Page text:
Homebuyer Credit, NOL Carrybacks Extended; Mandatory E-Filing Enacted

By Alistair M. Nevius, J.D.

On November 6, President Obama signed the Worker, Homeownership, and Business Assistance Act of 2009, P.L. 111- 92. In addition to its main provisions on unemployment compensation extension, the act contains a handful of tax provisions, all of which were added by the Senate and then agreed to without change by the House. These include changes to the first-time homebuyers’ credit, increased NOL carrybacks for small businesses, and mandatory e-filing for most tax return preparers.

First-Time Homebuyers’ Credit

The act extends and modifies the Sec. 36 homebuyers’ credit, which was first introduced by the Housing Assistance Tax Act, P.L. 110-289, in 2008. The credit had been scheduled to expire December 1. Under the act, it is extended to May 1, 2010, and is modified so that taxpayers do not have to close on the house by that date but merely have entered into a binding contract by that date. To be eligible for the credit, taxpayers who have entered into a binding contract to purchase an eligible principal residence by May 1, 2010, must close before July 1, 2010.

In another major change, the credit is also modified to apply not just to firsttime homebuyers. Under the act, taxpayers who have owned and lived in their former residence for five consecutive years out of the preceding eight years would be treated for purposes of the credit as first-time homebuyers. However, instead of the full $8,000 credit, such long-term residents would be eligible for only a $6,500 credit.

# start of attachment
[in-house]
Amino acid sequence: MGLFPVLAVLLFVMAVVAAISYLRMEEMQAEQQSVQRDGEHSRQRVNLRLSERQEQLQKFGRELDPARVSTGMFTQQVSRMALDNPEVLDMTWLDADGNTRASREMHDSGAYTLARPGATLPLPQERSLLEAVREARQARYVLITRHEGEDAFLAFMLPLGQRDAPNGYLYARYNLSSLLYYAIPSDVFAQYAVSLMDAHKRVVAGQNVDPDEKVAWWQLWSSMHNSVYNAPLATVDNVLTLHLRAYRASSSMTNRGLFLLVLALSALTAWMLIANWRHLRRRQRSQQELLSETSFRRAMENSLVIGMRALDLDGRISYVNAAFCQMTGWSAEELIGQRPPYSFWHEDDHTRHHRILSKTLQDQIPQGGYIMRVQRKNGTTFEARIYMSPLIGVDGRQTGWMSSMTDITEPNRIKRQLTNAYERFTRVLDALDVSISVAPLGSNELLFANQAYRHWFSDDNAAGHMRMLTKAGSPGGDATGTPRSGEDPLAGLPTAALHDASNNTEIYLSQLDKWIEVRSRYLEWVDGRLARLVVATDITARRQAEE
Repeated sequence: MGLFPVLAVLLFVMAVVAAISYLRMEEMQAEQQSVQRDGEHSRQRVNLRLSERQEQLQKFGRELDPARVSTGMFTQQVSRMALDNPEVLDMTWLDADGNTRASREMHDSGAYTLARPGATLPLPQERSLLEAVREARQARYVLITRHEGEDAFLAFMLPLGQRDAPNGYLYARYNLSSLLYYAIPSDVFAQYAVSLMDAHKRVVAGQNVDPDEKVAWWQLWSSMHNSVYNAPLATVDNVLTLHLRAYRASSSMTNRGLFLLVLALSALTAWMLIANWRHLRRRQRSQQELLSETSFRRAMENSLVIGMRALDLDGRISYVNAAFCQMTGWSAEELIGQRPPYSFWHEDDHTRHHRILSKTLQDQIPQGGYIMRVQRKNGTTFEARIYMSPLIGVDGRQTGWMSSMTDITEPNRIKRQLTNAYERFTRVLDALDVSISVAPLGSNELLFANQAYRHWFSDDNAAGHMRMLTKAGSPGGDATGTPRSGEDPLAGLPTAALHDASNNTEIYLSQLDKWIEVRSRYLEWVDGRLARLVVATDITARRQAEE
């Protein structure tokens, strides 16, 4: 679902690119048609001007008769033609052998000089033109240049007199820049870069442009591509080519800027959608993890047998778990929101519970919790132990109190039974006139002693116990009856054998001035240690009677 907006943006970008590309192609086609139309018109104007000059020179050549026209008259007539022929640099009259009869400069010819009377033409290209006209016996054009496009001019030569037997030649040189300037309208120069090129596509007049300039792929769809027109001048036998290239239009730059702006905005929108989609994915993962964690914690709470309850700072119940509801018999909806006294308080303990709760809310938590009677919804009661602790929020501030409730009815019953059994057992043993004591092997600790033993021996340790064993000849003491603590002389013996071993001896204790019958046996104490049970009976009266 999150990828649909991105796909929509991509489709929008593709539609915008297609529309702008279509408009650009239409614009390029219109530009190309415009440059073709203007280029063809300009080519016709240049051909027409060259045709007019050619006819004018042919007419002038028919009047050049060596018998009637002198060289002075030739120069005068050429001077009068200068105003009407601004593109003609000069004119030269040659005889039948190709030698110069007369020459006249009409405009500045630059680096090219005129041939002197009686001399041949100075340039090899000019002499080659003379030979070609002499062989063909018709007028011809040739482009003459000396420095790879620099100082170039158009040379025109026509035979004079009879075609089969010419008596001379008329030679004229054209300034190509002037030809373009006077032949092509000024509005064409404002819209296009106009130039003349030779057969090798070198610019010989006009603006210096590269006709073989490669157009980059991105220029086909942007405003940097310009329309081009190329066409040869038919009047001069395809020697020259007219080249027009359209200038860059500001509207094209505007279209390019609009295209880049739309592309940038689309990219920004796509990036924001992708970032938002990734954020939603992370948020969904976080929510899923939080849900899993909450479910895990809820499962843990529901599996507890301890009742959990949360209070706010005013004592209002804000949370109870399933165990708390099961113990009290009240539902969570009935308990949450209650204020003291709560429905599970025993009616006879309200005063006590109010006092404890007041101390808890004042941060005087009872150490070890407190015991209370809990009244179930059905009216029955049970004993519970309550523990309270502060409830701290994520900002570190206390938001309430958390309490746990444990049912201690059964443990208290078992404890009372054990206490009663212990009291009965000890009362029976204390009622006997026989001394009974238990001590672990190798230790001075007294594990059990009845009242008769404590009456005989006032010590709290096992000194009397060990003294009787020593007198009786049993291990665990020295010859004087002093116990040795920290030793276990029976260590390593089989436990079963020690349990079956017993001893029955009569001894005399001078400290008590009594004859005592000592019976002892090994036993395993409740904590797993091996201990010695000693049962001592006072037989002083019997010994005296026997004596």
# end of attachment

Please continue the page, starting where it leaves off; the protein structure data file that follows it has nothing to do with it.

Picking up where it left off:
The act increases the income limitations for credit eligibility to $125,000 for individuals (and $250,000 for couples). It also introduces a purchase price limit: No first-time homebuyers’ credit will be allowed for the purchase of any residence if the purchase price is more than $800,000. In addition, the act extends the benefits of the credit to members of the military or Foreign Service on extended duty outside the United States and waives the recapture rule for those individuals.

Apparently reacting to reports that some taxpayers had been titling residences in their children’s names in order to qualify for the credit, the act sets a minimum age of 18 to qualify for the credit.

NOL Carrybacks

The American Recovery and Reinvestment Act, P.L. 111-5, allowed qualified small businesses (those with less than $15 million in annual gross receipts) to carry back a 2008 net operating loss (NOL) for up to five years. The act extends that treatment to 2009 NOLs, although it limits the amount of loss that can be carried back to the fifth year and extends the treatment to all businesses, not just small businesses.

Mandatory E-Filing

The act also mandates e-filing by almost all return preparers. Section 17 of the act requires any return preparer who files more than 10 individual income tax returns per year to e-file those returns. This requirement will go into effect in 2011.

Other Tax Provisions

The act increases the penalty for failure to file a partnership or S corporation return (Secs. 6698 and 6699) from $89 to $195.

The act also extends the 0.2% FUTA surtax in Sec. 3301 through the first six months of 2011 (the surtax had been scheduled to expire at the end of 2009).

Tax Insider Articles


Business meal deductions after the TCJA

This article discusses the history of the deduction of business meal expenses and the new rules under the TCJA and the regulations and provides a framework for documenting and substantiating the deduction.


Quirks spurred by COVID-19 tax relief

This article discusses some procedural and administrative quirks that have emerged with the new tax legislative, regulatory, and procedural guidance related to COVID-19.